For those who have artfully managed to dodge the latest literati hoi polloi, this year's Man Booker longlist of 112 novels has been reduced to a shortlist of 19. Ask me to name a title on the list and my mind flits to the 20% off sticker on the Rough Guide to Turkey I picked up last month from Waterstone's. If pushed to name an author I could squeak out a Smith or well, a Rushdie as already evidenced. Names that are safe bets when pressed, in the same way Shakespeare is for quotes and Michael Jordan is for sport.
Which leads me to ask what most of us are thinking but too ashamed to broach: who actually has time to read books anymore? Flights, holidays,and insomnia bouts aside; who finds occasion to keep up with all that is published to be deemed comprehensively, or even shallowly, well read? Sure, we scour newspapers, magazines, websites, and increasingly blogs galore, but rarer is the opportunity to sit down with a book. In fact, rather than unleashing the imaginative spirit, the subject of reading can induce a sense of inadequacy.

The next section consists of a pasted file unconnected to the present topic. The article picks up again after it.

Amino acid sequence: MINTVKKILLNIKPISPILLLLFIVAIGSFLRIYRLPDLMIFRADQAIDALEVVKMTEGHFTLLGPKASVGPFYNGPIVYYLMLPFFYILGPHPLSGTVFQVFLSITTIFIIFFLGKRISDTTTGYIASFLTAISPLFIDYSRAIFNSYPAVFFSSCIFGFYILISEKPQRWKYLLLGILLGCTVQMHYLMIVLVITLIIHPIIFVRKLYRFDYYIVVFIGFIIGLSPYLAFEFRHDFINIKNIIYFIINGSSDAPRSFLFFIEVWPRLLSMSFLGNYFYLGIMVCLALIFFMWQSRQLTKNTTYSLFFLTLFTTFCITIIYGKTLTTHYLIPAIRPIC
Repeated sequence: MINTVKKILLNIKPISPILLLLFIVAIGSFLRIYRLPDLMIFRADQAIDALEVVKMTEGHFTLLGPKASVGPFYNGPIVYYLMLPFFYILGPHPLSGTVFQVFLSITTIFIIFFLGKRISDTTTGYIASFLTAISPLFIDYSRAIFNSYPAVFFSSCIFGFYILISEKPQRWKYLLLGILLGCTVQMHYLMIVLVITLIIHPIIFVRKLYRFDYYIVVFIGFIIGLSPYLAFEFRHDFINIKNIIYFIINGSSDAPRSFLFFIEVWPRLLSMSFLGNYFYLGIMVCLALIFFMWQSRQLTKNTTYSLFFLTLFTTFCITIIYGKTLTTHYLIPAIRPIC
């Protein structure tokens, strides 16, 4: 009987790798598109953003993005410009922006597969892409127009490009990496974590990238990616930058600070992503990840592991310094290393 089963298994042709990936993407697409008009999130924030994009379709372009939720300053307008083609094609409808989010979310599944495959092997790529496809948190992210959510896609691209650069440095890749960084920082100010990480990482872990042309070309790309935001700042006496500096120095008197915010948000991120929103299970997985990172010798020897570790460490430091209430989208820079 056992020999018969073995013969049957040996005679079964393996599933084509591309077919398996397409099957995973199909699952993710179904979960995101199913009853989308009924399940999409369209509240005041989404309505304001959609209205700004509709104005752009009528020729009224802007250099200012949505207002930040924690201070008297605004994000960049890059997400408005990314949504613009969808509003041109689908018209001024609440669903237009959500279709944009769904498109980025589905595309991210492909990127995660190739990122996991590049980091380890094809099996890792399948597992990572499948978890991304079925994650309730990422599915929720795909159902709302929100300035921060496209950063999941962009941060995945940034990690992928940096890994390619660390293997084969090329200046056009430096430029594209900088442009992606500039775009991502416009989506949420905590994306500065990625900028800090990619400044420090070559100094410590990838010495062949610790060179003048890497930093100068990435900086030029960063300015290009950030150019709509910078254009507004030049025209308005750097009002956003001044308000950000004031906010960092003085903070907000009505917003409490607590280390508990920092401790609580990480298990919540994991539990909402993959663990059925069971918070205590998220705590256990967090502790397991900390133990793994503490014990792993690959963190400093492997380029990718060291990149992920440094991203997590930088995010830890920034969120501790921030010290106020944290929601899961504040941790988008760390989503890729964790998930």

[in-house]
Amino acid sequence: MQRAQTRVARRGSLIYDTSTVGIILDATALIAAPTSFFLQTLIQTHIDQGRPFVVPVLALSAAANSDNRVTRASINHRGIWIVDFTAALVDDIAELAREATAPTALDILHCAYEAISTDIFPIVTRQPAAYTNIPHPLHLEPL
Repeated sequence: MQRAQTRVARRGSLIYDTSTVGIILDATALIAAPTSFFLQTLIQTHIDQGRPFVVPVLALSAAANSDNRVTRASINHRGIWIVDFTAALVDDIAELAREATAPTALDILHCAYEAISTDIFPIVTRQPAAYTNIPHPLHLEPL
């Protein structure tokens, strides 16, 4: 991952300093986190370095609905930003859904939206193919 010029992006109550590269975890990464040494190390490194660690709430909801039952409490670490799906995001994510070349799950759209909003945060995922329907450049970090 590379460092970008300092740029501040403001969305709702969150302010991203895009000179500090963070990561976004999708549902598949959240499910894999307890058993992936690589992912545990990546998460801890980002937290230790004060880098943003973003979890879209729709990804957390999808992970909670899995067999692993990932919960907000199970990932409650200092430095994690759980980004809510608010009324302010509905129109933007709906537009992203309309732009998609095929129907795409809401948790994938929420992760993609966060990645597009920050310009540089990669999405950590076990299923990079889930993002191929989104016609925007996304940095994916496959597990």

We all want to read more, we all say we will read more, but like most things it is the actual getting around to it that bites us every time. And this is not a fictitious intention. Most certainly not. We genuinely do get excitable every Christmas upon receiving the new Julian Barnes novel, the story behind Google's empire, and the latest car book by Jeremy Clarkson, each deftly selected from the 3 for 2 pile in W.H.Smith's. And swept up by the holiday spirit we vow to plow through them by New Year. But then there is Christmas pudding to eat, port to drink, and the Carry On films are on BBC2. Not to worry, tomorrow is another day.
For anyone duly inspired, or just sharing pangs of inadequacy:
On Beauty by Zadie Smith. Paperpack available in UK, will be so in the U.S. end of this month. From £3.99 on www.amazon.co.uk. Hardly a risky recommendation as Zadie's reputation (no not Sadie, she is too busy with her latest toyboy) as one of Britain's most talented young authors comes before her. Although, for a bit of trivia, Zadie's original name was actually Sadie, but she changed it at 14 to give herself a more exotic touch. But, I didn't mention such pretension to turn you away.
On Beauty is a wonderfully funny story centred around the conflict between two families of opposing political and moral sensibilities. Dubbed a homage to EM Forster's Howards End by those who can literary name drop. (A most enviable skill). Should particularly appeal to anyone familiar with NW London or to life inside an academic bubble, as Zadie is to both and like all good authors she writes what she knows.